News Release 

How breast cancer cells sneak past local immune defenses

Cold Spring Harbor Laboratory

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IMAGE: Photomicrographs of mouse tumors expressing a factor that suppresses a local immune response (left) and one that permits that immune response (right). Researchers discovered that cancer cells expressing the protein... view more 

Credit: Xue-Yan He, Egeblad lab, CSHL.

Cold Spring Harbor Laboratory (CSHL) Associate Professor Mikala Egeblad and her colleagues describe a newly understood way by which breast cancer cells sabotage a key player in the body's immune system. That key player provides local immune surveillance by activating killer T-cells, but if it cannot mature and do its job, breast cancer cells can escape detection from the immune system, resulting in unnoticed and unhindered growth.

The key players in question are known as cross-presenting dendritic cells. These cells are important because they initiate and coordinate local immune responses by showing pieces of cancer cells to so-called killer T-cells. The killer T-cells can then detect and destroy the cancer cells.

The scientists found breast cancer cells use a protein on their surface, a so-called cell surface receptor called CCR2, in an unexpected way. It disrupts cross-presenting dendritic cell maturation. This was a surprise because CCR2 has a totally different function in immune cells, which use the receptor to guide themselves to areas of inflammation. However, when CCR2 receptors appear on the surface of tumor cells, they suppress the secretion of a signal that dendritic cells need to mature. The researchers are keen to learn more precisely how cancer cells use CCR2 to suppress those key proteins, but this new research finding is already helpful because CCR2 itself can be targeted. In 2012, the Egeblad lab revealed how blocking CCR2 on immune cells can improve the ability of drugs to penetrate tumors. Now, CCR2-blocking drugs are being tested in the clinic as a cancer treatment. These latest findings suggest that blocking CCR2 activity can also help the body's own immune response to fight cancer. Postdoctoral researcher Miriam Fein adds:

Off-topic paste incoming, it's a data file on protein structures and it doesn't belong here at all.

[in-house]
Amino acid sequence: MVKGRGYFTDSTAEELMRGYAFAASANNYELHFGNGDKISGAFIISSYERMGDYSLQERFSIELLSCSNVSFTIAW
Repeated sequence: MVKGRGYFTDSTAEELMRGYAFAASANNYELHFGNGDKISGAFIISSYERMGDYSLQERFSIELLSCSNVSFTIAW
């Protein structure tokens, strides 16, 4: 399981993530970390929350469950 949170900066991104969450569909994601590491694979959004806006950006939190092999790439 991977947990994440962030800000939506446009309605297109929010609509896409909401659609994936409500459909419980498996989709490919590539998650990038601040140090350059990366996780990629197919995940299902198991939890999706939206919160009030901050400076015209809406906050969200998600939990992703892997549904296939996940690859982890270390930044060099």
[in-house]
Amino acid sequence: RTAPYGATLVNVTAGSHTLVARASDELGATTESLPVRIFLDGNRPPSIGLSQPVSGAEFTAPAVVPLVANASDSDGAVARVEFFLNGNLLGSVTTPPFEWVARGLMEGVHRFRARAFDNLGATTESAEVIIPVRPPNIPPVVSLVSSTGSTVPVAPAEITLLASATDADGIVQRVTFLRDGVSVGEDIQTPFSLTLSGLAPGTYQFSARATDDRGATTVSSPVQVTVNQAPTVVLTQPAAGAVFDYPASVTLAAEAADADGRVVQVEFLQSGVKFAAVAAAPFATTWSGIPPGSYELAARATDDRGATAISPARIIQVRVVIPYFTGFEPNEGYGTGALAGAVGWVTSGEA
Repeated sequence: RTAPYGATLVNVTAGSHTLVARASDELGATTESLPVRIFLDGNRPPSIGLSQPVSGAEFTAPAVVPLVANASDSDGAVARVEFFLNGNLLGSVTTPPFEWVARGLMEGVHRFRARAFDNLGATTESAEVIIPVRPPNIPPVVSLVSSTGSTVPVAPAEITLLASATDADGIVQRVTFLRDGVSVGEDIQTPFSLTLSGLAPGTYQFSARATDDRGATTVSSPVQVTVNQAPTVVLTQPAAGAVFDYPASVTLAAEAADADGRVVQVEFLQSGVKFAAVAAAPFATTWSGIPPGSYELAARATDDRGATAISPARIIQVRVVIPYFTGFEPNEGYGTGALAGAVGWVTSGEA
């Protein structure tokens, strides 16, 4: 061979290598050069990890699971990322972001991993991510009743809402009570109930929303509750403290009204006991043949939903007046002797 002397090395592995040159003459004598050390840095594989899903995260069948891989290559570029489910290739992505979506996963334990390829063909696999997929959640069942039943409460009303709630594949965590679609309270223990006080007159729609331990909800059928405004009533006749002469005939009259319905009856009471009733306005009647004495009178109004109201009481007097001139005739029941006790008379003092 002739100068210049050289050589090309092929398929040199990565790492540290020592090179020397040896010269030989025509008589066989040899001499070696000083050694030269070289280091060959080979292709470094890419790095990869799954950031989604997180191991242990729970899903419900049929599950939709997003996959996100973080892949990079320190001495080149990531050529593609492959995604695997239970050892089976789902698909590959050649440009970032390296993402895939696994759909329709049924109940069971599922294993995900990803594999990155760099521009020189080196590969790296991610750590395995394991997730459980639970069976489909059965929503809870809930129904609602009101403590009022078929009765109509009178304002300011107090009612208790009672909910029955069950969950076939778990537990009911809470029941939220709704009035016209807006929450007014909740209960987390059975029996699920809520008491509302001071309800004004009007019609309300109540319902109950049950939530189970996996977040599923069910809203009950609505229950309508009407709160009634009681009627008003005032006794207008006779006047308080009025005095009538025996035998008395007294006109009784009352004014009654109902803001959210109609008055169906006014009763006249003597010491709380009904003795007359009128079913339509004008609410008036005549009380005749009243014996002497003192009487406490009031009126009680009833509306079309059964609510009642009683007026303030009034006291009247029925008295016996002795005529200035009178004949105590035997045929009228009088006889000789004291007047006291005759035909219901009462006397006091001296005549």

"This delves into something that no one was really considering when blocking CCR2. It opens up new ideas to build even better therapies or use existing drugs in different ways."

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